4. Spelling race. Two groups of students each get a complete set of letter cards. The teacher calls out a word and the teams race to see who can find the right letters to make the word faster. Or the teams could write on the board.
  5. Strip story. The teacher prepares a story of 5-10 sentences and prints the story so that each sentence is on a separate line. Cut the strips apart and mix them up. Students have to read the sentences and put them in the appropriate order. This would be good to do with partners so the partners can discuss what the best order is.

For oral language

  1. Review families of vocabulary words. As a class, we can brainstorm (and write on the board) all the words we have learned for a group of related words, such as office supplies, stores, places, etc. Then we can practice asking and answering questions specifically about a single family of words.
  2. Dialogues substitution drills. For a single structure, we can practice a short conversation (two students asking and answering questions). Then we can substitute just a few words and practice the same dialogue with the new words. Let pairs of students practice together instead of going around the room so we get more chance to practice speaking.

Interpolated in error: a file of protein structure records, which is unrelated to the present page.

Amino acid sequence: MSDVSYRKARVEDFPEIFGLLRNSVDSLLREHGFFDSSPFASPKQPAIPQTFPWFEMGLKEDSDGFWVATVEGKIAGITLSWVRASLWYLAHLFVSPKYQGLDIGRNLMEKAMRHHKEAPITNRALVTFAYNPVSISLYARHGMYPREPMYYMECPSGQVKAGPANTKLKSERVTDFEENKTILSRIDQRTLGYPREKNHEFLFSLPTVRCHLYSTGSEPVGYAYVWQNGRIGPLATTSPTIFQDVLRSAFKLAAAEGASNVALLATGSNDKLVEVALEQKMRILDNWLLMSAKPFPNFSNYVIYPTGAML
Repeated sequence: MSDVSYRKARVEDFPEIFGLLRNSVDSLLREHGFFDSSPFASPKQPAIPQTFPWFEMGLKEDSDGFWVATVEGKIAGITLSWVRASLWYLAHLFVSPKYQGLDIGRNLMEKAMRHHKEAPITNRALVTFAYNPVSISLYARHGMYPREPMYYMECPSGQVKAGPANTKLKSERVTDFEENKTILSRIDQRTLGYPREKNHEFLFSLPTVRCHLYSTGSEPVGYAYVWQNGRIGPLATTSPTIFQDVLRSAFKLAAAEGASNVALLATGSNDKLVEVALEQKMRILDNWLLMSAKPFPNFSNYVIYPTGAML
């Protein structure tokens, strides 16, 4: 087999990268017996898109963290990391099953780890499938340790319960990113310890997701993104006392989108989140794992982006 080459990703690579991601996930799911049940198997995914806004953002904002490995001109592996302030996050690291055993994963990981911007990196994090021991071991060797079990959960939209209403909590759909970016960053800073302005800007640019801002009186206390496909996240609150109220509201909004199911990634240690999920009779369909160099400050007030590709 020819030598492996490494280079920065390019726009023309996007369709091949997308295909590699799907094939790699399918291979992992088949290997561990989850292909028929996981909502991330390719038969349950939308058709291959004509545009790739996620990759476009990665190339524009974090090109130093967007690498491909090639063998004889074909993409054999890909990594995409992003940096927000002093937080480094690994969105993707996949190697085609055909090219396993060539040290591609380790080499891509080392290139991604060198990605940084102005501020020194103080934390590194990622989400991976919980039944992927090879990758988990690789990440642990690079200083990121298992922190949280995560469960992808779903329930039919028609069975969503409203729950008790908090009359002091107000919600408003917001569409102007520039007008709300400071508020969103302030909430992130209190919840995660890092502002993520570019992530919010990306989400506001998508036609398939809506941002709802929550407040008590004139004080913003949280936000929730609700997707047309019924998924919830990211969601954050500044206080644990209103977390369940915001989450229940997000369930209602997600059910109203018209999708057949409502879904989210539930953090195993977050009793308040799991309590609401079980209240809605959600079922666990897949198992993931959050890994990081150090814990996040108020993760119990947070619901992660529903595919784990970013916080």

3. Draw a picture. For listening comprehension, the teacher reads a short description or dialog and the students draw a picture of what they hear. Or one student could describe a person or a scene to a partner who draws what he hears.
  4. Role play. Have pairs of students play roles (store clerk and customer, waiter and diner) and make up dialogues to act out.
  5. Opinion polls. Each student asks a different question of all the other students (for ex, What food do you like? Where do you come from? Do you go to the beach often?) and keeps a record of their answers. Then the person who asked the question gives a report to the class (2 students like Chinese food. 4 like Mexican food.).
  6. Guessing game. The teacher has a picture of an object or activity that she keeps hidden from the class. Students ask questions (What color is it? Do you eat it?); the teacher answers. Students then try to guess what the object is with yes/no questions. Then a student can choose a picture and others can ask him/her questions.